I will also have to do certain things if necessary. When they close off half the pool so the old folks can play volleyball, I’ll need to locate a beach chair that has at least some shade, and stretch out to listen to the murmur of the waves of the Gulf of Mexico a mile or so away. There I can also listen to the motor boats from Venezuela taking drugs to Alabama.

It’ll be a winter of warmth and quiet. I’ll better myself too. I will continue to improve my sailing skills, I’ll comb the beaches for shells, learn to play Shuffleboard and Bingo.

If you follow my blogs, don’t worry. They will continue as I learn about alligators and snakes.

Best wishes and stay warm.

Are You Overly Concerned About Dinoflagellates?

[Bioluminescence at night on a beach. Photo source: Google search.]

You find yourself sitting up in bed at 2:30 am and thinking of dinoflagellates, the Valium hasn’t kicked in, your partner is in REM sleep and softly mumbling Bono Bono and your supply of Sleepy Time Tea has been deleted…you’re not alone.

I, too, suffer the same night terrors.  I feel your pain.  Several nights ago, sleep couldn’t find me nor could I find sleep.  It was 2:17 am.  I picked up a magazine and began reading an article about how to keep mud from getting stuck in the treads of your car’s tires.  I finished the lengthly piece and looked down at my copy of David Copperfield.

Should I pick it up and start where I left it three years ago, on page 346.  But it wasn’t to be.  My mind kept going back to dinoflagellates.

What brought comfort to my restless soul that night, I cannot say for certain.  But I decided to go down to my office and find a copy of a marine science textbook.  I went through book after book.  There it was…The Secret Life of Dinoflagellates.  I brought the heavy glossy-paged book back to bed and began to read.

It was so heavy, it left a strange imprint on my abdomen.

I was vaguely aware of the existence of dinoflagellates when I studied geology in college forty-six years ago.  That’s why I was vaguely aware, I had forgotten most of the facts I once knew.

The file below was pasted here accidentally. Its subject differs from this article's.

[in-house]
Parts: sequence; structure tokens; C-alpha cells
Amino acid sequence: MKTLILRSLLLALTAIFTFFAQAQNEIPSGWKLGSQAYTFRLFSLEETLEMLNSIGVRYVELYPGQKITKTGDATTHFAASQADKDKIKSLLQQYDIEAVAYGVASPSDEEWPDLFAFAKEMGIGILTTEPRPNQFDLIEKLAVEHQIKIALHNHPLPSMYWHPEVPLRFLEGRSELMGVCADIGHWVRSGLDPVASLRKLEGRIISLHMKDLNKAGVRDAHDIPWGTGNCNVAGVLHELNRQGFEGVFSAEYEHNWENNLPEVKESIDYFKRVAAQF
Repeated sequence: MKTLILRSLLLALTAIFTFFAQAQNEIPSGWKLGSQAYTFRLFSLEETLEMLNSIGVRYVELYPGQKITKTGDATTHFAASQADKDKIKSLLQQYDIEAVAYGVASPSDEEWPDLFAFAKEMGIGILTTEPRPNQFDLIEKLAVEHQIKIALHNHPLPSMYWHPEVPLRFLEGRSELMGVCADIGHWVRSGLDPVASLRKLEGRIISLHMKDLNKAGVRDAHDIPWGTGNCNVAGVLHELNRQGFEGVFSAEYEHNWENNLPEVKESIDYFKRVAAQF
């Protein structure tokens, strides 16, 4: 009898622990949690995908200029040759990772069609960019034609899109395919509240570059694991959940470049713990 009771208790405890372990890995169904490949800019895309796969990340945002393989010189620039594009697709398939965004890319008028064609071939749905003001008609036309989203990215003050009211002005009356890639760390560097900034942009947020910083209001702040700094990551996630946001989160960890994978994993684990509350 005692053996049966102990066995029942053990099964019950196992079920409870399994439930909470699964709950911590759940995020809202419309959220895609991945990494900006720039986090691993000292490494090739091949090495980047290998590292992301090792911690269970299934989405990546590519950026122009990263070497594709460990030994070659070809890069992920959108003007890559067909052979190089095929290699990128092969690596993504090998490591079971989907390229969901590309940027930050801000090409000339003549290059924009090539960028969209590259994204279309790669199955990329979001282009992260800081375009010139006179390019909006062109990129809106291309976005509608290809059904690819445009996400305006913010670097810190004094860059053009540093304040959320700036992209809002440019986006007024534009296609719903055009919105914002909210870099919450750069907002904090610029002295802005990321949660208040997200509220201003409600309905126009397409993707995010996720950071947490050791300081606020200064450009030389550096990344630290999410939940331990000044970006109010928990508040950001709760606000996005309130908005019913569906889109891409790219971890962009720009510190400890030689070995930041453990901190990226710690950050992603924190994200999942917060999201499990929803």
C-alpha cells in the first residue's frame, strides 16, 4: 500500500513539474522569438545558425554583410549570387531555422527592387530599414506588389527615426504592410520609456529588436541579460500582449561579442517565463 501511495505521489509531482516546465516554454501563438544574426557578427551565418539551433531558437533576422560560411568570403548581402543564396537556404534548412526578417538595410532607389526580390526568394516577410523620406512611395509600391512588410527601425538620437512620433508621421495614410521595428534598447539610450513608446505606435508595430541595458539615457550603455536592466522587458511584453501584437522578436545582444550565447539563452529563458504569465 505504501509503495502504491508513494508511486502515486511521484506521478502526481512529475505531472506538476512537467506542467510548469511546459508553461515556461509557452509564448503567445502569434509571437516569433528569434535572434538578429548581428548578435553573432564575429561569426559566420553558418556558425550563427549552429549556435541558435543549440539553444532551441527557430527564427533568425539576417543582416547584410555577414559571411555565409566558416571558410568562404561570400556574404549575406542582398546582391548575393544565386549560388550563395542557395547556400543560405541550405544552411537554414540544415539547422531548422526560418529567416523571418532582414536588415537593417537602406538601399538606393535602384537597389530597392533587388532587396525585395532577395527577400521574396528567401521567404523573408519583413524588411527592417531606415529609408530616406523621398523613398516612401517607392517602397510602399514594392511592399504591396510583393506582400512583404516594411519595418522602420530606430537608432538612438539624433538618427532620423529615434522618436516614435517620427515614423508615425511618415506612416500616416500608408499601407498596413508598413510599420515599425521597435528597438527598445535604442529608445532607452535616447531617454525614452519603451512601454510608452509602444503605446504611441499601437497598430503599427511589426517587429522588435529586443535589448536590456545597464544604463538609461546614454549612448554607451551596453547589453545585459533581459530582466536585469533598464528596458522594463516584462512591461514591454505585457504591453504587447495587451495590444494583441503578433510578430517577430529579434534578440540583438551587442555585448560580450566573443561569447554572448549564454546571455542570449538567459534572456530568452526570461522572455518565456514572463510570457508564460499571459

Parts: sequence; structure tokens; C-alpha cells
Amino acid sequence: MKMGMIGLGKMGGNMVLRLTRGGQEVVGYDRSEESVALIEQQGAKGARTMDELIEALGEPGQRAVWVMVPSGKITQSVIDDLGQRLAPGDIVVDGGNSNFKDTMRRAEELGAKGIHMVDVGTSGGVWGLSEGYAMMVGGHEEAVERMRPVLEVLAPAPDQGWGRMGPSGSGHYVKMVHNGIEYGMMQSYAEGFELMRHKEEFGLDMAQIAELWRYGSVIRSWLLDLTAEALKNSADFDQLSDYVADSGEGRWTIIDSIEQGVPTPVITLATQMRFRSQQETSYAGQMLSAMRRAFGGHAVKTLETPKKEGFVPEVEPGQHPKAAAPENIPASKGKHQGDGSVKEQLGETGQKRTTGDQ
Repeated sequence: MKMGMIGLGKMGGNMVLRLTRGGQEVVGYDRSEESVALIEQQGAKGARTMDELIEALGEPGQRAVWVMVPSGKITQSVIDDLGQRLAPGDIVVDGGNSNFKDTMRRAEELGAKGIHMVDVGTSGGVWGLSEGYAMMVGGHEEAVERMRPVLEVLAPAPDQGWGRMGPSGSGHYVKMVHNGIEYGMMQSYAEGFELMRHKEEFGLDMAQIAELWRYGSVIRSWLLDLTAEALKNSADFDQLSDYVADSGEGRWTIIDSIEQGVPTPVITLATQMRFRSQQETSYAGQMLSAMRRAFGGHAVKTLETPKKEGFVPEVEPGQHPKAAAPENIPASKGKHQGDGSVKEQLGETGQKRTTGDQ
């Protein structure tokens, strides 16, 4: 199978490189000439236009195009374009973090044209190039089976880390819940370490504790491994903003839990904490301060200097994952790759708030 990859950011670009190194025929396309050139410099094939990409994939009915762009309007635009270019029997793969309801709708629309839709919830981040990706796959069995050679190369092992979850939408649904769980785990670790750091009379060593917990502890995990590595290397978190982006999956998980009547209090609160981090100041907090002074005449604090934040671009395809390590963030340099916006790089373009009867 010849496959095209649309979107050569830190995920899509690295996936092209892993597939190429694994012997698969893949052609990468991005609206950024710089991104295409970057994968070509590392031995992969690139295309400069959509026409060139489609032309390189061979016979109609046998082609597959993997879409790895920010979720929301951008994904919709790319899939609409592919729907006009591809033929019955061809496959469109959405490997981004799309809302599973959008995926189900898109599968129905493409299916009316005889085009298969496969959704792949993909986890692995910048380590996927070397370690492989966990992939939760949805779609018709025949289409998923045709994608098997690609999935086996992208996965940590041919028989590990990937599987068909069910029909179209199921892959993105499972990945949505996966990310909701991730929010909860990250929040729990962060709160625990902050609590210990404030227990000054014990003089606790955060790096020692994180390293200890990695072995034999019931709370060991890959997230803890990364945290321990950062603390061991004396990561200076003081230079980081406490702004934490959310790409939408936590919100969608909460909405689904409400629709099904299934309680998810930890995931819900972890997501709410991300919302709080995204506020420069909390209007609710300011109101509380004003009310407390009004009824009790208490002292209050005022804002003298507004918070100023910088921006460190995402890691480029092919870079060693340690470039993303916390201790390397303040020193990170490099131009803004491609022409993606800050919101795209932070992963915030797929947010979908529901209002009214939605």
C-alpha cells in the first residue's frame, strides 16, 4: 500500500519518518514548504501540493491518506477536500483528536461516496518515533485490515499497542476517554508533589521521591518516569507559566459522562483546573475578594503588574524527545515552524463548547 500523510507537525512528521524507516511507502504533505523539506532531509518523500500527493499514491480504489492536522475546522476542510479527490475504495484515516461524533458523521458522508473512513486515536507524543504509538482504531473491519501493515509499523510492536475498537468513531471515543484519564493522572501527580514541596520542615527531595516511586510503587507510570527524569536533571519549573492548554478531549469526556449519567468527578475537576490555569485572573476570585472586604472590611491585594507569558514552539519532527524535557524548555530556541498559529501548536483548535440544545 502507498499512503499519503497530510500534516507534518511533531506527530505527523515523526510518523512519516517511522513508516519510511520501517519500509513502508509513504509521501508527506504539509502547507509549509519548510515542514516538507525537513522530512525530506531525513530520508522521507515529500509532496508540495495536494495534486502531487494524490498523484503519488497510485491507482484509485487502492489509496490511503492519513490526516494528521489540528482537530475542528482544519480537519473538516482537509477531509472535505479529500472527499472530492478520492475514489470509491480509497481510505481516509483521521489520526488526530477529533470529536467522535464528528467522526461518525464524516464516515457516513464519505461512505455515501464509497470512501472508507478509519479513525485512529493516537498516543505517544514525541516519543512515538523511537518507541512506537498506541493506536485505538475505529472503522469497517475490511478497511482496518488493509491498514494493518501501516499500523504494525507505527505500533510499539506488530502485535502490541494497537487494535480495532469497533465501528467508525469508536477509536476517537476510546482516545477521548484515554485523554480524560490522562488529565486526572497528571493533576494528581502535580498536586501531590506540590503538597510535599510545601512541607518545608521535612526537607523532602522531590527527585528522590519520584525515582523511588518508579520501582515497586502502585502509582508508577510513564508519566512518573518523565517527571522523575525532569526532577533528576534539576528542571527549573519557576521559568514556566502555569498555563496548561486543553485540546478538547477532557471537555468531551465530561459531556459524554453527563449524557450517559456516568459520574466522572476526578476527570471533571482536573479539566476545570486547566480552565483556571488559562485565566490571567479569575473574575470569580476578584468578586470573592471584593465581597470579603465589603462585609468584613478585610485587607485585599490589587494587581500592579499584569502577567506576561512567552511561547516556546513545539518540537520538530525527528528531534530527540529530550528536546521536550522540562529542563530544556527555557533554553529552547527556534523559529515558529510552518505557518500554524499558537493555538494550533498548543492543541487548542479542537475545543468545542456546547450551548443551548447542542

To put it simply, dinoflagellates are two-edged swords in the form of a single-celled organism.  On the good side, they are responsible for bioluminescence, the strange glow-in-the-dark phenomenon of the oceans.  The eerie blue light is awesome to behold.  [See the lead illustration.] Sailors proclaim that a glowing sea on the darkest of nights is a sight they will never forget…something like seeing the bow of a freighter fifty feet away, coming straight out of the fog bank and straight at your boat.

On the downside of dinoflagellates is that they are the cause of the dreaded red tide.  Yes, the waves are tinted red.  The dinoflagellates are eaten by bivalves (clams and the like).  If you had ordered such a plate of these clams at the Ancient Mariner Restaurant and consumed it you would soon be begging for an appointment with Dr. Kevorkian…cause you’re gonna pay the piper…as the saying goes.

Here some advice about how to live with dinoflagellates:

  • Go sailing at night off some island in the Caribbean and be stricken silent with the beauty of the blue/green bioluminescence.
  • Avoid areas where the red tide is present.  Ask around.  Maybe go for the spaghetti and meatball option.

So, stop losing sleep over dinoflagellates.  Lose sleep over climate change instead.  That will bring on worse things that any single-celled organism.

[Some of the facts are from the June 22, 2019 issue of The Economist. The rest is just stuff I already knew.]